Advertisement

A new, valid measure of climate change understanding: associations with risk perception

  • Julie C. Libarkin
  • Anne U. Gold
  • Sara E. Harris
  • Karen S. McNeal
  • Ryan P. Bowles
Article

Abstract

The relationship between climate change understanding and other variables, including risk perception, beliefs, and worldviews, is an important consideration as we work to increase public attention to climate change. Despite significant effort to develop rigorous mechanisms for measuring affective variables, measurement of climate change understanding is often relegated to unvalidated questions or question sets. To remedy this situation, we constructed and analyzed a climate change concept inventory using a suite of validity and reliability steps, including Rasch analysis. The resultant 21-item test has a high degree of validity and reliability for measuring understanding about basic climate change processes. Inventory scores along with other variables were included in a model of climate change risk perception, providing both concurrent validity for the test and new insight into the importance of understanding, worldview, and values on risk perception. We find that environmental beliefs and cultural cognition worldview play a larger role in predicting an individual’s risk perception than knowledge. Implications for addressing climate change are considered.

Notes

Acknowledgements

We are grateful to everyone who participated in this research, as well as members of the Geocognition Research Lab for a review of this manuscript.

Funding information

This work was partially supported by the National Science Foundation under grant no. DUE-1504659 to Libarkin and Bowles.

Supplementary material

10584_2018_2279_MOESM1_ESM.docx (452 kb)
ESM 1 (DOCX 451 kb)

References

  1. AAAS (2012) American Association for the Advancement of Science Project 2061 Science Assessment. Weather and climate topics. http://assessment.aaas.org/pages/home Accessed 19 September 2014
  2. American Educational Research Association, American Psychological Association, & National Council on Measurement in Education (2014) AERA, APA, & NCME. Standards for Educational and Psychological Testing. AERA, Washington, DCGoogle Scholar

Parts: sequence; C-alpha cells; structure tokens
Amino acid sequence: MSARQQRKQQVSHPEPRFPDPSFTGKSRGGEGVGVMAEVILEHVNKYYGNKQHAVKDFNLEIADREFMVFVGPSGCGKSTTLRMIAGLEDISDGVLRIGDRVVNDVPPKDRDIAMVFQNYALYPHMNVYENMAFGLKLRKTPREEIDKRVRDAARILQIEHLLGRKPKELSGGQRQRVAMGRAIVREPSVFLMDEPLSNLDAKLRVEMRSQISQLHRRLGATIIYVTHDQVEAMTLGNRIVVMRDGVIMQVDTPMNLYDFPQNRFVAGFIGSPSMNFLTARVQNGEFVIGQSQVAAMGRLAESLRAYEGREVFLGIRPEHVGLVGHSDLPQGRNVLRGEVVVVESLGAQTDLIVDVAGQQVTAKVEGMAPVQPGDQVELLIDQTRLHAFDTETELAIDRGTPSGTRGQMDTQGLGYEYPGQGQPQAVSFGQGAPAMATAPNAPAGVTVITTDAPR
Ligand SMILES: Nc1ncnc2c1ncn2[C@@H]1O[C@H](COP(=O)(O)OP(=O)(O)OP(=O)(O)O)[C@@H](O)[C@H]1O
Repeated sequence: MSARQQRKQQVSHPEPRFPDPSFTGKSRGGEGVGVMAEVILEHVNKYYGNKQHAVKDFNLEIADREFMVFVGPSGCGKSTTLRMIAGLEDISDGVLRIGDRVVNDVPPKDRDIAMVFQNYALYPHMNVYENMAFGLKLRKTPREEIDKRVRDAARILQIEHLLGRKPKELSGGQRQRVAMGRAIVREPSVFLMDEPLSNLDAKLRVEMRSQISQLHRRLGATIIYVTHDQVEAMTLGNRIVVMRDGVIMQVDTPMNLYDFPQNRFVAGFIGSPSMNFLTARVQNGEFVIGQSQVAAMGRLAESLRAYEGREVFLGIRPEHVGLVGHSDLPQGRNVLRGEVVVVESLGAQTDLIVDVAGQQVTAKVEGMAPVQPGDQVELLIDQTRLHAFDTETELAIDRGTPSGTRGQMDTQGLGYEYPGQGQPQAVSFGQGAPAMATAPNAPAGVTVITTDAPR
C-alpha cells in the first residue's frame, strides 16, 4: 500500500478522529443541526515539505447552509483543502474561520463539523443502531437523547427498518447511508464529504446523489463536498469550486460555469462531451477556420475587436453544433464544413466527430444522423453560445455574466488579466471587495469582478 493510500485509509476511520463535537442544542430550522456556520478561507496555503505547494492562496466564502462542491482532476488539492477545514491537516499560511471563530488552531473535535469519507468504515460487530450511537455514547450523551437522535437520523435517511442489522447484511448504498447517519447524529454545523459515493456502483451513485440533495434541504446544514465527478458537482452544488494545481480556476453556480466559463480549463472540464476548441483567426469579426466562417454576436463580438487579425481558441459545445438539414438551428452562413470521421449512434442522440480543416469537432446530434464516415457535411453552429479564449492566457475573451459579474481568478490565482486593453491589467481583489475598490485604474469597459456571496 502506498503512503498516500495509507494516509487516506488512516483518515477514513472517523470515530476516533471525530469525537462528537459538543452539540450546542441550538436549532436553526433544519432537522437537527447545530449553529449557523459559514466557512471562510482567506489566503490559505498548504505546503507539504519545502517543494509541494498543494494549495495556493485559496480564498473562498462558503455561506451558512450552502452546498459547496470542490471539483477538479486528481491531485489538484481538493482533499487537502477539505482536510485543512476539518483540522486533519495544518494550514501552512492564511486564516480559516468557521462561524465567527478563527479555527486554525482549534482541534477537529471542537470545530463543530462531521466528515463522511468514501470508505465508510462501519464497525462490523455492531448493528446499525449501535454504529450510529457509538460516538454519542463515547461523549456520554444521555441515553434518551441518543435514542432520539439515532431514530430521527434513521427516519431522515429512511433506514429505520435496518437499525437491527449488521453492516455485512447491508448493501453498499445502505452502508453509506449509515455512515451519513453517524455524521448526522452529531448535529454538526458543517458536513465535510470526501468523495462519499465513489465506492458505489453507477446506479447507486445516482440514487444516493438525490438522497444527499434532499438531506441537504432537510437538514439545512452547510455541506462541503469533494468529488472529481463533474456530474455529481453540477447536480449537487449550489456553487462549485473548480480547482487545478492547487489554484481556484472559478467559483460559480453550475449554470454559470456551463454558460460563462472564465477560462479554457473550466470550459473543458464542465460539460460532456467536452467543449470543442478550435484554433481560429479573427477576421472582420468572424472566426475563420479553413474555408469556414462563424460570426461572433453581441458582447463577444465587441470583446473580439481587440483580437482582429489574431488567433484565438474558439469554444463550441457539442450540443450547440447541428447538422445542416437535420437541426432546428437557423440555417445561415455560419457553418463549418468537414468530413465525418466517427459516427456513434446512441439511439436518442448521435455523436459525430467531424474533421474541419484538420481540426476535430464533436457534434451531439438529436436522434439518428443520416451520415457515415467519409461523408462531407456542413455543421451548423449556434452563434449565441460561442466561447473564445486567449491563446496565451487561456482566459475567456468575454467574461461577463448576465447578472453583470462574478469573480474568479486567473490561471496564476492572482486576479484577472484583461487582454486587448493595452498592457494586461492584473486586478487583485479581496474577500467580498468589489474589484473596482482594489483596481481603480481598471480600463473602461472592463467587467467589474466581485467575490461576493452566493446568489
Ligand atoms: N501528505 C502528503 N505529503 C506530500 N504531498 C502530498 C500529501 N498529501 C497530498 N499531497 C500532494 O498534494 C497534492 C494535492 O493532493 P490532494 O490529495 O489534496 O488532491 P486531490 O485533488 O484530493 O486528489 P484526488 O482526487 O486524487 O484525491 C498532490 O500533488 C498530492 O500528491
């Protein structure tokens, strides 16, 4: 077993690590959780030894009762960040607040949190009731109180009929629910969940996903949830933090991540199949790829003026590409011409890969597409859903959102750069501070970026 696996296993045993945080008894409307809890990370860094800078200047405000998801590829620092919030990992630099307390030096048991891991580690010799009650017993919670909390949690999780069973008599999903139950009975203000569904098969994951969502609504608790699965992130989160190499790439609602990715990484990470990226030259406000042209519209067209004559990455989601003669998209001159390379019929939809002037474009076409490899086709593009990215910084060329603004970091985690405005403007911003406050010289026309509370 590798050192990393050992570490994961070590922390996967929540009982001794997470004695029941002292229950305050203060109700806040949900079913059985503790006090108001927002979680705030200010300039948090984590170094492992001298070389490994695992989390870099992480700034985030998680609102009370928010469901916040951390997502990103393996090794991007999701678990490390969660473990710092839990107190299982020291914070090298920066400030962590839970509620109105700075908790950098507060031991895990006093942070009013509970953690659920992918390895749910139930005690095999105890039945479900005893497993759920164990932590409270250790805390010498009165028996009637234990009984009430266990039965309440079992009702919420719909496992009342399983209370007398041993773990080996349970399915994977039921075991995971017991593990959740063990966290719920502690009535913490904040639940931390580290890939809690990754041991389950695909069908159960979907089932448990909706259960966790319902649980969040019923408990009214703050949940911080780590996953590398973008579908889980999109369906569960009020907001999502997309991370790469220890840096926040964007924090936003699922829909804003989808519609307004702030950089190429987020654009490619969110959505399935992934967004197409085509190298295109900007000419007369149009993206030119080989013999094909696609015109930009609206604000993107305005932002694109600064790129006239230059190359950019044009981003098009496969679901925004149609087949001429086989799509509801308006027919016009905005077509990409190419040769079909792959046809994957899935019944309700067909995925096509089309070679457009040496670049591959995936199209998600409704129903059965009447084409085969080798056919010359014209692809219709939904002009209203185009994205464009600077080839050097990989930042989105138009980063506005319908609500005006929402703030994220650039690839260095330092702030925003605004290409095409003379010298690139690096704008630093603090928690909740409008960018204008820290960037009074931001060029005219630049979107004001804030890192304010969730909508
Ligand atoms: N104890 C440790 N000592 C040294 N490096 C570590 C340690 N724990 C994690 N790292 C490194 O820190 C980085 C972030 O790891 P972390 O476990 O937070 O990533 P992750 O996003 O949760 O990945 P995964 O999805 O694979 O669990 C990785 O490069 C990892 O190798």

3. Andersson B, Wallin A (2000) Students’ understanding of the greenhouse effect, societal consequences of reducing CO2 emissions and why ozone layer depletion is a problem. J Res Sci Teach 37:1096–1111CrossRefGoogle Scholar
  4. Aksit O, McNeal KS, Gold AU, Libarkin JC, Harris S (2018) The influence of instruction, prior knowledge, and values on climate change risk perception among undergraduates. J Res Sci Teach 55(4):550–572.  https://doi.org/10.1002/tea.21430
  5. Bond T, Fox C (2007) Applying the Rasch model: fundamental measurement in the human sciences (2nd). Lawrence Erlbaum, Mahwah, New JerseyGoogle Scholar
  6. Bostrom A, Morgan MG, Fischhoff B, Read D (1994) What do people know about global climate change? 1. Mental models. Risk Anal 14:959–970CrossRefGoogle Scholar
  7. Boyes E, Stanisstreet M (1992) Students’ perceptions of global warming. Int J Environ Stud 42:287–300CrossRefGoogle Scholar
  8. Boyes E, Stanisstreet M (1993) The ‘greenhouse effect’: children’s perceptions of causes, consequences and cures. Int J Sci Educ 15:531–552CrossRefGoogle Scholar
  9. Boyes E, Stanisstreet M (1994) The ideas of secondary school children concerning ozone layer damage. Glob Environ Chang 4:311–324CrossRefGoogle Scholar
  10. Boyes E, Stanisstreet M (1997) Children’s models of understanding of two major global environmental issues (ozone layer and greenhouse effect). Res Sci Technol Educ 15:19–28CrossRefGoogle Scholar
  11. Center for Research on Environmental Decisions (CRED) (2009) The psychology of climate change communication: a guide for scientists, journalists, educators, political aides, and the interested public. Columbia University, New YorkGoogle Scholar
  12. Downing SM (2002) Threats to the validity of locally developed multiple-choice tests in medical education: construct-irrelevant variance and construct underrepresentation. Adv Health Sci Educ 7:235–241CrossRefGoogle Scholar
  13. Embretson SE (1996) The new rules of measurement. Psychol Assess 8:341–349CrossRefGoogle Scholar
  14. Embretson SE, Reise S (2000) Item response theory for psychologists. Erlbaum Publishers, MahwahGoogle Scholar